Rahm doesn’t blame McIlroy for PGA Tour Policy Board resignation

Mark McGowan

Jon Rahm (Photo by Tracy Wilcox/PGA TOUR via Getty Images)

Mark McGowan

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Like the rest of the golfing world, Jon Rahm woke up to the news that Rory McIlroy had resigned his position on the PGA Tour Policy Board, but firmly shut the door on any speculation that he may be in line to take Rory’s position alongside Tiger Woods, Patrick Cantlay and others on the board.

Rahm is in Dubai with his Ryder Cup teammate as they get set to contest the DP World Tour’s season-ending DP World Tour Championship at Jumeirah Estates’ Earth Course, and the reigning Masters champion acknowledges the level of commitment it takes to be an effective board member.

“Oh, you won’t see me there,” he rapidly responded to suggestions that a vacancy had now opened. “Absolutely no chance. I’ve been asked a couple times if I have any interest, and I’m not going to spend, I don’t know how many meetings they have, but they are six, seven, hour plus long. I’m not — I’m not here for that.

“As regards to Rory, he’s obviously been put in a situation where a lot has been expected of him, and I don’t know the exact reason why he left the board. But I certainly wouldn’t blame somebody like him to just want to focus a bit more on his game and his family and enjoy the bit of time he’s truly earned.

“Again, it’s a big commitment for somebody to be part of it.”

The defending champion, Rahm is a three-time DP World Tour Championship winner, but a fourth title is the best he can hope for this week with McIlroy already having sewn up the Race to Dubai title and Rahm acknowledges that Rory was a worthy winner, and says it’s more the fans that he feels for in the scenario.

“I think it’s more disappointing for the fans,” he said. “If I was just within one point, probably it would be a very unlikely scenario — on the leaderboard, which I don’t think has ever happened here.

“At the same time, though, it’s really my fault. He played great golf. I could have tried to get more points to myself a chance this week. He did what he needed to do. I didn’t.”

Despite having his best year on the PGA Tour, winning the Masters, and three other PGA Tour titles, a slight drop in form heading into the FedEx Cup saw him fall behind going into the Tour Championship and when asked which format he preferred, the answer was pretty clear.

“I’m not a big fan of the FedExCup finals,” he reitterated. “I’ve said that many times. It’s the only sport when you get to the finals, you give somebody an advantage; I’m not a fan of it, obviously.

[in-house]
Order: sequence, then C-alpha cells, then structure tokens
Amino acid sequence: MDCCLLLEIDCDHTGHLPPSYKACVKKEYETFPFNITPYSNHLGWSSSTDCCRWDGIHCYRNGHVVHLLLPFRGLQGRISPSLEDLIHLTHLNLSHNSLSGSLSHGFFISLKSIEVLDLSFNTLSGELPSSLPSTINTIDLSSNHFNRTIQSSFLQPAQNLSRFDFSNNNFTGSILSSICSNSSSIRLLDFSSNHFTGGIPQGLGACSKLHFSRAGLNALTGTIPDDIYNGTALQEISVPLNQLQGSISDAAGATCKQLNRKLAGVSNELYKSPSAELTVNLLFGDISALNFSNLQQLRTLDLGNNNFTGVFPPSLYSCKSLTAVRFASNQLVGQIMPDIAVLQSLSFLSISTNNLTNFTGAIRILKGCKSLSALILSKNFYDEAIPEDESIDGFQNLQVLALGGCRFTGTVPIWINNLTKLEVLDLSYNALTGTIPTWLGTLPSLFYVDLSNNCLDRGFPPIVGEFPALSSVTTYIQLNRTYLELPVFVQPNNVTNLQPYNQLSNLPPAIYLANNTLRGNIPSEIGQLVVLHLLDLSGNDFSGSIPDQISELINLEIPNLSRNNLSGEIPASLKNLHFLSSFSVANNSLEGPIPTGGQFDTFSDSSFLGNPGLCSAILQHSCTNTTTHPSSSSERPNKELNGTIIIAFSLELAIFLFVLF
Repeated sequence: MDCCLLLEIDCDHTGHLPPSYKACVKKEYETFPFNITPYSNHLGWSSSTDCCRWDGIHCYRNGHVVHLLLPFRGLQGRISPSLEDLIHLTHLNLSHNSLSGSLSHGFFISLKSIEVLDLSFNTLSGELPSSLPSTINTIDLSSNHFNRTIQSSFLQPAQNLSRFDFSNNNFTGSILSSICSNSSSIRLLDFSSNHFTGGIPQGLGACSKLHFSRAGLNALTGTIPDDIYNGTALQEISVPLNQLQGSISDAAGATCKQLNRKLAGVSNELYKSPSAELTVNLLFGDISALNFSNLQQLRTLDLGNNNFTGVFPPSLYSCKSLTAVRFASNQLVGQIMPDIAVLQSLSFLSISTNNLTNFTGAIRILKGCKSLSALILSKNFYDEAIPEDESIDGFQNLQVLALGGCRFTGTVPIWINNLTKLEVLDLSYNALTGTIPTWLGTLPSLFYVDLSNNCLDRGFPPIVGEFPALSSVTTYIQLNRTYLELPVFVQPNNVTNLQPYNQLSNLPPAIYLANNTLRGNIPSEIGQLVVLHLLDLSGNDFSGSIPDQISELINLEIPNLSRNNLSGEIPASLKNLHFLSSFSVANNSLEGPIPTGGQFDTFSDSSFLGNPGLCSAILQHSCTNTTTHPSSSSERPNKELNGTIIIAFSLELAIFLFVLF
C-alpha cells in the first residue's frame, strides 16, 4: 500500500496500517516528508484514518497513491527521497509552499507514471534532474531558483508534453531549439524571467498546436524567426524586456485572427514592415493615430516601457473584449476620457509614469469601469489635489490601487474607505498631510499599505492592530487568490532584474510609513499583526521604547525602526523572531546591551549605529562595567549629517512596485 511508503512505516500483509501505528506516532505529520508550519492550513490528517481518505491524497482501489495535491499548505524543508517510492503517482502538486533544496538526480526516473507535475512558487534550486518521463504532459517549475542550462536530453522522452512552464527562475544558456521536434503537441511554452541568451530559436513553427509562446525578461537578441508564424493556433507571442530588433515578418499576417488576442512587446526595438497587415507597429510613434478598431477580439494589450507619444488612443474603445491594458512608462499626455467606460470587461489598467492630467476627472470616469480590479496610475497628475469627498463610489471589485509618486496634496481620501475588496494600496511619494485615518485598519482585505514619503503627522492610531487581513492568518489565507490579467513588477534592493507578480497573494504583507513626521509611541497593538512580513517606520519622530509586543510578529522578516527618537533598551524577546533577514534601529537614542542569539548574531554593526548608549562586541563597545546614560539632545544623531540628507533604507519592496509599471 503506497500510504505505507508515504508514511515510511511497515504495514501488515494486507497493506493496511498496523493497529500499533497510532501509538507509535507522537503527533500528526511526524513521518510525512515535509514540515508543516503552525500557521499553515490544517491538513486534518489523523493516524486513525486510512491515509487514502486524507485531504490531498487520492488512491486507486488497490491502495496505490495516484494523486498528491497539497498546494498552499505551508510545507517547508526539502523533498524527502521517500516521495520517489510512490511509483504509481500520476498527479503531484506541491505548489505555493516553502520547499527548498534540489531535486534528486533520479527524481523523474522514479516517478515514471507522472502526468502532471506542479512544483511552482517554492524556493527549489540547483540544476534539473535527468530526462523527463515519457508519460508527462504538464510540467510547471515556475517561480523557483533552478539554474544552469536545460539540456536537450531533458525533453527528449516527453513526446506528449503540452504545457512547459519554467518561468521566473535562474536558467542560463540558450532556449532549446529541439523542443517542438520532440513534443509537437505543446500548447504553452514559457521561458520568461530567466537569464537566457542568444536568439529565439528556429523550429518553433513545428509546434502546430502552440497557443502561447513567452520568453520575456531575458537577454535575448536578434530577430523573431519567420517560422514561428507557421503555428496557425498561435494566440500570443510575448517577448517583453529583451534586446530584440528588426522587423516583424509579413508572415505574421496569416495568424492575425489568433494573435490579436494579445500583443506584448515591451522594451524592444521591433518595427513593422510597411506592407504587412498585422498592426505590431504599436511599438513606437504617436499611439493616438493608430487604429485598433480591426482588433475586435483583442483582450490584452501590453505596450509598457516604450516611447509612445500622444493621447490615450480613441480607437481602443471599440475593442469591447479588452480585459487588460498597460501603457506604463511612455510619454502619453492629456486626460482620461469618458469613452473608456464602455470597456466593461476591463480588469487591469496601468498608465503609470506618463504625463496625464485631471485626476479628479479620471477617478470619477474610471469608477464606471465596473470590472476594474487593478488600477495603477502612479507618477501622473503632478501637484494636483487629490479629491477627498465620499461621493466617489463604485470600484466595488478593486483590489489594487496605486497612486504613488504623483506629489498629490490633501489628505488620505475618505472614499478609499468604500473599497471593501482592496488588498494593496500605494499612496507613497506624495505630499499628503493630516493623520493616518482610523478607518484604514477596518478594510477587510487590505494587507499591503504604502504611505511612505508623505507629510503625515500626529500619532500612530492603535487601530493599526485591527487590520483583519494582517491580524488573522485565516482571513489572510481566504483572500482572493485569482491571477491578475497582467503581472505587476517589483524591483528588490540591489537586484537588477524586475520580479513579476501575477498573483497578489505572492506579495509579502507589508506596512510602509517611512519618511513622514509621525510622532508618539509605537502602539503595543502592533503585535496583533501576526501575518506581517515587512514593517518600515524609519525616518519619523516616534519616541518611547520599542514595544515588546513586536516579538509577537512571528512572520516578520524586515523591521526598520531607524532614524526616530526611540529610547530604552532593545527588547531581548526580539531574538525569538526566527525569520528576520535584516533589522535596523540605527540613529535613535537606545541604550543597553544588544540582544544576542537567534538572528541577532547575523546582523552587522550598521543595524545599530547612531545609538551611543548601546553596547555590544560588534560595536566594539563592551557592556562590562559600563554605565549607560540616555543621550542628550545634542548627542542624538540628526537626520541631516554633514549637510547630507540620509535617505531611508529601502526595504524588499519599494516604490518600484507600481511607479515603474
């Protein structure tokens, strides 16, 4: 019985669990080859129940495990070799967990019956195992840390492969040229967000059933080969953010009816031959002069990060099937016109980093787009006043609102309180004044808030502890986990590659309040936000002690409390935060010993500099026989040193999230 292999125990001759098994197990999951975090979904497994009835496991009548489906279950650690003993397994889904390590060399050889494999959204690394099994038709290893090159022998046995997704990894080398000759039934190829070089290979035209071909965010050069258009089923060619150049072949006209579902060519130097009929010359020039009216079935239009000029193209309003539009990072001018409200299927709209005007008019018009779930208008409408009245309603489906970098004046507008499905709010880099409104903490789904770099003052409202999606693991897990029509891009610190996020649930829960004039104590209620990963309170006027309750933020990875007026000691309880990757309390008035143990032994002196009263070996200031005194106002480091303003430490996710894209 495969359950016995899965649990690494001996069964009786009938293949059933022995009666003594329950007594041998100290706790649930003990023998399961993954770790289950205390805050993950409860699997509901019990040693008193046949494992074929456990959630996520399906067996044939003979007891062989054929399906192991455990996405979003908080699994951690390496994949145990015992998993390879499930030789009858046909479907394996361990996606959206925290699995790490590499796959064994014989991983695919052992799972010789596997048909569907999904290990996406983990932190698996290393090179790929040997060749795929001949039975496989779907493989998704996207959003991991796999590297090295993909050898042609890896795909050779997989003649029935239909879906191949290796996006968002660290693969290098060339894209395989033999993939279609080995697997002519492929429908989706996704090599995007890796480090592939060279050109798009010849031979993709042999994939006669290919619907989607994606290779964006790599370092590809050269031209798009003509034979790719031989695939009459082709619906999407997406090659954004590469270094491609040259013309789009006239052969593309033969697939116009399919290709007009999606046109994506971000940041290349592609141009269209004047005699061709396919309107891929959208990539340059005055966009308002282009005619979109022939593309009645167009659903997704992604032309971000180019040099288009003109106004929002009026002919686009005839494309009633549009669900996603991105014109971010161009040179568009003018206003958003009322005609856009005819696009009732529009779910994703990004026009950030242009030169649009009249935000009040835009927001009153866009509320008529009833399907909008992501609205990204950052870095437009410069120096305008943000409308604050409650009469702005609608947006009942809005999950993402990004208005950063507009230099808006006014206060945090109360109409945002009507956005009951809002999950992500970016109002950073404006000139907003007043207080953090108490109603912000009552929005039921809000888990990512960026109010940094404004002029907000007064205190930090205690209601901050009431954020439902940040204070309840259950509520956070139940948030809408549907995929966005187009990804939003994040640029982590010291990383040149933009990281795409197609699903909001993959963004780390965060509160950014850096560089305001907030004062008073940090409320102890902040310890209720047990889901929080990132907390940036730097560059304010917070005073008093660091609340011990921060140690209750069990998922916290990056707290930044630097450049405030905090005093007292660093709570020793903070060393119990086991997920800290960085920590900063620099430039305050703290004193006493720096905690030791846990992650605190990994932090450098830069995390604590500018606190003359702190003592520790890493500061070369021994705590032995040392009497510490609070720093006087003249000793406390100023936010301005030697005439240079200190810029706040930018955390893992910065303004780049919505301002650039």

“I would be a bigger fan of somehow structuring to where if you win the tournament, certain people have a chance like it used to be in the FedExCup, or the top five going to East Lake, if they won. At the same time, if you play as good as Rory has and you’ve built up a lead, like I said, you’ve earned it.

“Like I said, I had the option to play more tournaments and trying to earn more points. I just didn’t.

“I think this format is more fair to the better player whoever played better throughout the year. I think the one that they have in the FedExCup right now would be more exciting for the viewers. It all depends what you prefer.”

The Spaniard doubled down on his reasoning for opting out of the TGL, citing the additional travel commitments and wanting to spend more time with his family as the decisive factors.

With the Olympic Games scheduled for 2024 and Paris’ Le Golf National being a course that Rahm has fond memories of having taken down Tiger Woods in singles competition in his maiden Ryder Cup, the Games are an important part of Rahm’s season plans and he described just how much winning a medal for Spain would mean to him.

“Well, golf course-wise,” he began, “I think it’s one of the better golf courses I’ve played in my career.

“The French Open is certainly an extremely difficult tournament to win, and to become a champion there is something special. I was close to being able to do it. I didn’t play my best down the stretch. I’m always going to regret that. The Ryder Cup was absolutely fantastic and I was able to play in the European Masters when I was 14, 15 years old. So I’ve had quite a bit of experience and always enjoyed it thoroughly, both as an amateur and as a professional. It’s a very enjoyable golf course, very, very difficult.

“Now, the Olympics, I believe right now that they don’t have the magnitude they will have maybe in the future, right. But at the same time, in the world of sports, maybe in golf and tennis becoming a Major Champion might mean more than having a Gold Medal. But maybe because we didn’t grow up with that being a possibility. But in the world of sports, very few things can compare to that.

“So I think it’s something in my career, it would be an honour to maybe contribute to the medal count for my country. I think it’s quite special.”

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